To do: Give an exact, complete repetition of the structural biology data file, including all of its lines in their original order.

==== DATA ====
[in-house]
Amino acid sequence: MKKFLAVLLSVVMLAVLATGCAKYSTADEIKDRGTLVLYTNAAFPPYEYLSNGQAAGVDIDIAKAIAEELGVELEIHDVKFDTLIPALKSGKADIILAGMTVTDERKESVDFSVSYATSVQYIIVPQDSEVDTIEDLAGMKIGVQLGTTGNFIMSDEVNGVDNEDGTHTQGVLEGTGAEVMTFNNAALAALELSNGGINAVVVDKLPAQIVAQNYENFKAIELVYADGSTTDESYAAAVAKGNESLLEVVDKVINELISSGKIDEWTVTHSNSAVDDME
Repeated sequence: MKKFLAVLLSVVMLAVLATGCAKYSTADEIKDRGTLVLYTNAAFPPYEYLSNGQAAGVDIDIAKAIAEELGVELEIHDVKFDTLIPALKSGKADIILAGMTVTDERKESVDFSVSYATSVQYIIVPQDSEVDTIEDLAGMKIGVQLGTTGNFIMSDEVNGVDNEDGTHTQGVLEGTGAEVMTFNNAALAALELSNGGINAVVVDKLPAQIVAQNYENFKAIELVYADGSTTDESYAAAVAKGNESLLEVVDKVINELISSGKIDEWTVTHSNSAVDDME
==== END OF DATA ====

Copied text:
[in-house]
Amino acid sequence: MKKFLAVLLSVVMLAVLATGCAKYSTADEIKDRGTLVLYTNAAFPPYEYLSNGQAAGVDIDIAKAIAEELGVELEIHDVKFDTLIPALKSGKADIILAGMTVTDERKESVDFSVSYATSVQYIIVPQDSEVDTIEDLAGMKIGVQLGTTGNFIMSDEVNGVDNEDGTHTQGVLEGTGAEVMTFNNAALAALELSNGGINAVVVDKLPAQIVAQNYENFKAIELVYADGSTTDESYAAAVAKGNESLLEVVDKVINELISSGKIDEWTVTHSNSAVDDME
Repeated sequence: MKKFLAVLLSVVMLAVLATGCAKYSTADEIKDRGTLVLYTNAAFPPYEYLSNGQAAGVDIDIAKAIAEELGVELEIHDVKFDTLIPALKSGKADIILAGMTVTDERKESVDFSVSYATSVQYIIVPQDSEVDTIEDLAGMKIGVQLGTTGNFIMSDEVNGVDNEDGTHTQGVLEGTGAEVMTFNNAALAALELSNGGINAVVVDKLPAQIVAQNYENFKAIELVYADGSTTDESYAAAVAKGNESLLEVVDKVINELISSGKIDEWTVTHSNSAVDDME